The fourth Chaktomuk Short Film Festival begins on Friday with a bigger lineup of homegrown shorts than ever before.
Twenty-two Cambodian shorts and 25 more from abroad will be screened during the three-day festival at Aeon Mall’s Major Cinema and the French Institute. All the films on the program are under 30 minutes long, and fictional rather than documentary.
Speaking at a press conference on Monday, festival director Sok Visal said the event would enable Cambodian short filmmakers to interact with producers and gain visibility – and, eventually, to increase the quantity and quality of local content.
“I believe that Cambodia is [full of] young filmmakers; so as long as they can showcase their works through our film festival, they can reach out to a wider crowd,” Visal said.
The festival will open with a ceremony and screening of the award-winning Colorful Knots by Ly Polen on Friday at Aeon Mall’s Major Cinema.
Prum Seila, one of CSFF’s co-founders and the president of arts collective Kon Khmer Koun Khmer, believes the festival demonstrates that the short film format is important, especially for filmmakers early in their career. “They just need the floor,” he said.
Seila said there were more Cambodian submissions to the festival than ever before and, for the first time, organisers received submissions from the provinces.
Recurring themes and subjects include family, LGBT issues, science fiction and animation.
Seven Cambodian films have been nominated to compete for the festival award – $3,000, to be awarded by a panel of judges – and for an audience award of $700.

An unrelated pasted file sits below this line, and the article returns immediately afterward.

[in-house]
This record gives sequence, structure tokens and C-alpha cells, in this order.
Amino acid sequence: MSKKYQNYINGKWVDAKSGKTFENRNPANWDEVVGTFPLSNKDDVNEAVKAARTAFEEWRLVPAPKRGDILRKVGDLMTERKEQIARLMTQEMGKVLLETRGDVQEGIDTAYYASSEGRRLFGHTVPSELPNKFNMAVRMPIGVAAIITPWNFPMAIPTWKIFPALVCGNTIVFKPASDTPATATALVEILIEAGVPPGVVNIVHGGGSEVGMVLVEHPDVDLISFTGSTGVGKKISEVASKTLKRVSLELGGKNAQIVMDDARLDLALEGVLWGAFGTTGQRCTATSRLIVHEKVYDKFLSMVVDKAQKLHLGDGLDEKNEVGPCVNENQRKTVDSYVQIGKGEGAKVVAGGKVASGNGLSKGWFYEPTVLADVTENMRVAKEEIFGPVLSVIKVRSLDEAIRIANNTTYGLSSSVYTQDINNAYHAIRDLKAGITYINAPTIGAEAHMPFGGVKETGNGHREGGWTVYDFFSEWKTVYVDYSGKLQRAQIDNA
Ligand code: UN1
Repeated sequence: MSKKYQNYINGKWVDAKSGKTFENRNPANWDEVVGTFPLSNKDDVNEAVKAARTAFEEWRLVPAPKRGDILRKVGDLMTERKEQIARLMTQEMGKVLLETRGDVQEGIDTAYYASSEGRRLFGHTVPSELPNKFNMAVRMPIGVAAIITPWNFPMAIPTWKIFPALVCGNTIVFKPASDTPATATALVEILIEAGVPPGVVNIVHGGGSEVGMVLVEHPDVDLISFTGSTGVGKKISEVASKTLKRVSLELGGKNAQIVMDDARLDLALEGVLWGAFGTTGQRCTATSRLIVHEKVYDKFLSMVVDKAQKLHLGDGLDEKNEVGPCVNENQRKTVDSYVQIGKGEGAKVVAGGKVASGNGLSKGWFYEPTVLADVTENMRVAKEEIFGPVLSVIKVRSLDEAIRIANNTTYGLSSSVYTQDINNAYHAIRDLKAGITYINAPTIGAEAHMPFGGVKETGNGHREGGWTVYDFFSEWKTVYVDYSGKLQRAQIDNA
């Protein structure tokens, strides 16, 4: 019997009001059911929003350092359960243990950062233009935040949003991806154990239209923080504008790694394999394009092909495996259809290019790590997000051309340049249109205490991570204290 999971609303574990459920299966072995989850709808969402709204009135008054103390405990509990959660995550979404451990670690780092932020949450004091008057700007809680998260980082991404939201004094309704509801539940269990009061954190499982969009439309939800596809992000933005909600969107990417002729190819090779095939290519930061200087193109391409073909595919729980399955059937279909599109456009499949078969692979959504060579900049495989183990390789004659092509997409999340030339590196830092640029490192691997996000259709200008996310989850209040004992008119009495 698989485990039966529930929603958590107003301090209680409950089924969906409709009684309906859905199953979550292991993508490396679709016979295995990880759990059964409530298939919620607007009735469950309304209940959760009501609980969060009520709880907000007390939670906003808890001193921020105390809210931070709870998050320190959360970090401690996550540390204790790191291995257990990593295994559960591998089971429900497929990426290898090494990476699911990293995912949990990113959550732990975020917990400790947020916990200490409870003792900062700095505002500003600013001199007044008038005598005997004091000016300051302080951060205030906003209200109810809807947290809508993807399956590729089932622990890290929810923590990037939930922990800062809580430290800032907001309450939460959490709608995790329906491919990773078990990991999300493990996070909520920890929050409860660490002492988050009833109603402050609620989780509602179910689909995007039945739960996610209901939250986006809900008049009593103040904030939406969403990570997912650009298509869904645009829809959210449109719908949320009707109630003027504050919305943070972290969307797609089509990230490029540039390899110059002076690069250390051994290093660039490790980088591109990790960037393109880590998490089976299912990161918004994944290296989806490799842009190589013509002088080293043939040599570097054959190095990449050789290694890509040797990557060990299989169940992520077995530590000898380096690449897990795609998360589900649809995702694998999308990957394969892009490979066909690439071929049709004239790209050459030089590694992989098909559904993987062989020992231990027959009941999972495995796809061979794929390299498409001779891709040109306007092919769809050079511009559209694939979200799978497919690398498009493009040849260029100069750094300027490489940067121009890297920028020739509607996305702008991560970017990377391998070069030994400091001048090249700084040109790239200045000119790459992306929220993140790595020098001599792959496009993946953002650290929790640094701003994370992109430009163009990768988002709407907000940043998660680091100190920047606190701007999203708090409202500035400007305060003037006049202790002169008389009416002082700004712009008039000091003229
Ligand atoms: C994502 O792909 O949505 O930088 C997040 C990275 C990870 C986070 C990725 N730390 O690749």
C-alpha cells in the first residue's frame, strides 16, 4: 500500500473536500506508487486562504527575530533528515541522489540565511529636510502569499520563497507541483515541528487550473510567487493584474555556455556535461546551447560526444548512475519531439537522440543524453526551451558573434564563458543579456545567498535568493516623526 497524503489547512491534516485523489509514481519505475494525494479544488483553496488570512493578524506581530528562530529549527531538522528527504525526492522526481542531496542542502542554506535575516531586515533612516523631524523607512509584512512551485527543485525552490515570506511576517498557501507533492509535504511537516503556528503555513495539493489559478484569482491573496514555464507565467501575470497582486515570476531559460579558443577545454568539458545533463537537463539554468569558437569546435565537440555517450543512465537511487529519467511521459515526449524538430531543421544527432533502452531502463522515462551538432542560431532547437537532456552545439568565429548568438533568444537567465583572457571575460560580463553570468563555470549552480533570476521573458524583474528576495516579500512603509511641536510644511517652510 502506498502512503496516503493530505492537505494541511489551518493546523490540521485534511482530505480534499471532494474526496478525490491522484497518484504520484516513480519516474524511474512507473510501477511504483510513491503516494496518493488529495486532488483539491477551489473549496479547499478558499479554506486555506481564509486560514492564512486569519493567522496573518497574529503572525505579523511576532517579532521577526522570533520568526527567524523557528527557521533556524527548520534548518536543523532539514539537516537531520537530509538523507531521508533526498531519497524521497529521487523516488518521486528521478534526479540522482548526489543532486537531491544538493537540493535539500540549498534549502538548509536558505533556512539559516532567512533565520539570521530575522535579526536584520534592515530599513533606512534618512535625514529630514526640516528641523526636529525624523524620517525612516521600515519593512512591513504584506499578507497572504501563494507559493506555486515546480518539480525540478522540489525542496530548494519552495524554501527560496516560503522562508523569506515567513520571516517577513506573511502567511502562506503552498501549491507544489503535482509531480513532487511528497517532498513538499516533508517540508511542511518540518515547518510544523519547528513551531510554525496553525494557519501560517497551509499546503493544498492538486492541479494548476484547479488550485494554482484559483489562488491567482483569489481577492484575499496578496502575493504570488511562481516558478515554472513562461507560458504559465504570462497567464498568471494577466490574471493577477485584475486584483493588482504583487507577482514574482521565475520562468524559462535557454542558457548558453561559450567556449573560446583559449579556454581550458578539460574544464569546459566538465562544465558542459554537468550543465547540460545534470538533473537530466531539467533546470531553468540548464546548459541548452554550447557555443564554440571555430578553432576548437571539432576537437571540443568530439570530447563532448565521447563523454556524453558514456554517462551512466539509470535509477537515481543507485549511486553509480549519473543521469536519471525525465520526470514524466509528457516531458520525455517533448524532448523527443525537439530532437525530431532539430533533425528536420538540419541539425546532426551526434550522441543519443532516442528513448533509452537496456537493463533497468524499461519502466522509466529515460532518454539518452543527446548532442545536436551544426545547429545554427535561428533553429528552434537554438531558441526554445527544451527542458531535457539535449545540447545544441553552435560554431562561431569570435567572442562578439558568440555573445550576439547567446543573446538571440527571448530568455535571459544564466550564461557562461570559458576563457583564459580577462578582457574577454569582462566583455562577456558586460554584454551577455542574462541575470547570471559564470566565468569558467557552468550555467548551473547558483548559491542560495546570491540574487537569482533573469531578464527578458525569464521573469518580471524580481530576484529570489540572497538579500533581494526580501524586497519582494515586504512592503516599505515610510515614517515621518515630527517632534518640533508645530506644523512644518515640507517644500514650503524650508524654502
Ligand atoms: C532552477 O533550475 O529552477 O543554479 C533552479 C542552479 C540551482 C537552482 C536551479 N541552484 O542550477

Rin Sokreth, a 23-year-old graduate of the Royal University of Phnom Penh, produced and directed one of the nominated films, Spool. He said he hoped to one day direct feature films.
“Directing the young generation to produce short films is the first step,” said Sokreth.
Sokreth’s film – which served as his thesis project at RUPP this year – focused on the plight of a young garment worker. He said CSFF was a motivation for him to produce the film and share a fictional story about the subject.
Chap Somchanrith, a filmmaker who works for BBC Media Action, directed, produced and wrote one of the other nominated shorts, a seven-minute film he describes as a “Cambodian western” called A Fistful of Pebbles.
His film has been shown at international film festivals and took third prize at the Tropfest Southeast Asia short film festival this year.
“We wanted to do something different from what young Cambodian filmmakers make these days,” Somchanrith said. “There are so many stories to tell in Cambodia.”
The Chaktomuk Short Film Festival is sponsored by Cellcard, and supported by the Ministries of Culture and Information.